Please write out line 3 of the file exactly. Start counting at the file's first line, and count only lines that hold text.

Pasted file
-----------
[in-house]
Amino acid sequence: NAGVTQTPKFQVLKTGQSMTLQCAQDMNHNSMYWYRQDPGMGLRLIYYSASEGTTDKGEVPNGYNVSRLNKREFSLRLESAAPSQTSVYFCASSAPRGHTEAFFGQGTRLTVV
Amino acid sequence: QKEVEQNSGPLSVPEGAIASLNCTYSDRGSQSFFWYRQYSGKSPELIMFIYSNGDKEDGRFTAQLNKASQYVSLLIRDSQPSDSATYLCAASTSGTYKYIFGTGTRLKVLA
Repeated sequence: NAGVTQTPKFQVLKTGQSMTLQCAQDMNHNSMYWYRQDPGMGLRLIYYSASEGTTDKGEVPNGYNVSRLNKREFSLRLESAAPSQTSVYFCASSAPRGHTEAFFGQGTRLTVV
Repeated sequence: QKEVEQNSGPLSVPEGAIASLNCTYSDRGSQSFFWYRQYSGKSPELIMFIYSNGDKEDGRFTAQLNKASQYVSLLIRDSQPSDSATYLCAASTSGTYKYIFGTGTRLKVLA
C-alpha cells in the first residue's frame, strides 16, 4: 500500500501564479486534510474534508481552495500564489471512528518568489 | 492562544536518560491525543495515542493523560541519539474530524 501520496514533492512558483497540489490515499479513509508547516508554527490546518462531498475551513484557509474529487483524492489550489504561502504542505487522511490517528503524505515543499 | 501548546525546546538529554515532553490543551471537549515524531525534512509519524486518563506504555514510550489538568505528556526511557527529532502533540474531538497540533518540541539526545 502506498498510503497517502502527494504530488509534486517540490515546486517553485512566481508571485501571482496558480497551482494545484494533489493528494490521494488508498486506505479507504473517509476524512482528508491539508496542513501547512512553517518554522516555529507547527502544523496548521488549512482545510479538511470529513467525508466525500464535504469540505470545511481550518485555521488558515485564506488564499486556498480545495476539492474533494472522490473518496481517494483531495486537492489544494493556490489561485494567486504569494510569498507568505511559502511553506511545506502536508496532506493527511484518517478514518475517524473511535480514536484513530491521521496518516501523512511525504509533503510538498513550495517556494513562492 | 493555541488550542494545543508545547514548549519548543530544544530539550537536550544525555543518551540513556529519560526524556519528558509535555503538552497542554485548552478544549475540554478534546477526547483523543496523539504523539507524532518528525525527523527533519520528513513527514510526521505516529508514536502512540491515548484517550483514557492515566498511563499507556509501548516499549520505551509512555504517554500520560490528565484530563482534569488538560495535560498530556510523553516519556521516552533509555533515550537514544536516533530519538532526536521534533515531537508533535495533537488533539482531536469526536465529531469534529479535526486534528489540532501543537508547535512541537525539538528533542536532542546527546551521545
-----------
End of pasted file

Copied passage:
Amino acid sequence: QKEVEQNSGPLSVPEGAIASLNCTYSDRGSQSFFWYRQYSGKSPELIMFIYSNGDKEDGRFTAQLNKASQYVSLLIRDSQPSDSATYLCAASTSGTYKYIFGTGTRLKVLA